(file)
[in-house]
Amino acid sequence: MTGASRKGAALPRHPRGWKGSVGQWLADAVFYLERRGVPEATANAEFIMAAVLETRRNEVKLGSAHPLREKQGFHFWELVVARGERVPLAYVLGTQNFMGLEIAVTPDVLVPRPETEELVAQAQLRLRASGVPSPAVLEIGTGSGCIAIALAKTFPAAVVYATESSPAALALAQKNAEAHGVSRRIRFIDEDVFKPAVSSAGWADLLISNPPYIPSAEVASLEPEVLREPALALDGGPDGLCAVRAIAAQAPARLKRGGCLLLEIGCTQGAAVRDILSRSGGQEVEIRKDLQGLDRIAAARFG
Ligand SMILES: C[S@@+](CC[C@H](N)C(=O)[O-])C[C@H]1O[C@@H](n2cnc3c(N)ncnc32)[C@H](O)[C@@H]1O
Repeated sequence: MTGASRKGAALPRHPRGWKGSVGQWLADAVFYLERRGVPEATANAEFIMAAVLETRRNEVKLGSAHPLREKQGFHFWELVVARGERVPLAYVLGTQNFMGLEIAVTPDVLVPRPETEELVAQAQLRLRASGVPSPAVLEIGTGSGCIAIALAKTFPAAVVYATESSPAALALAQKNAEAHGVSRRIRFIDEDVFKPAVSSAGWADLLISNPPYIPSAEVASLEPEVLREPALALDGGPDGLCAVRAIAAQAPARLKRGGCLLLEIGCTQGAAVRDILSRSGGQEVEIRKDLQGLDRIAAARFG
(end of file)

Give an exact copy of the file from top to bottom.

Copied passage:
[in-house]
Amino acid sequence: MTGASRKGAALPRHPRGWKGSVGQWLADAVFYLERRGVPEATANAEFIMAAVLETRRNEVKLGSAHPLREKQGFHFWELVVARGERVPLAYVLGTQNFMGLEIAVTPDVLVPRPETEELVAQAQLRLRASGVPSPAVLEIGTGSGCIAIALAKTFPAAVVYATESSPAALALAQKNAEAHGVSRRIRFIDEDVFKPAVSSAGWADLLISNPPYIPSAEVASLEPEVLREPALALDGGPDGLCAVRAIAAQAPARLKRGGCLLLEIGCTQGAAVRDILSRSGGQEVEIRKDLQGLDRIAAARFG
Ligand SMILES: C[S@@+](CC[C@H](N)C(=O)[O-])C[C@H]1O[C@@H](n2cnc3c(N)ncnc32)[C@H](O)[C@@H]1O
Repeated sequence: MTGASRKGAALPRHPRGWKGSVGQWLADAVFYLERRGVPEATANAEFIMAAVLETRRNEVKLGSAHPLREKQGFHFWELVVARGERVPLAYVLGTQNFMGLEIAVTPDVLVPRPETEELVAQAQLRLRASGVPSPAVLEIGTGSGCIAIALAKTFPAAVVYATESSPAALALAQKNAEAHGVSRRIRFIDEDVFKPAVSSAGWADLLISNPPYIPSAEVASLEPEVLREPALALDGGPDGLCAVRAIAAQAPARLKRGGCLLLEIGCTQGAAVRDILSRSGGQEVEIRKDLQGLDRIAAARFG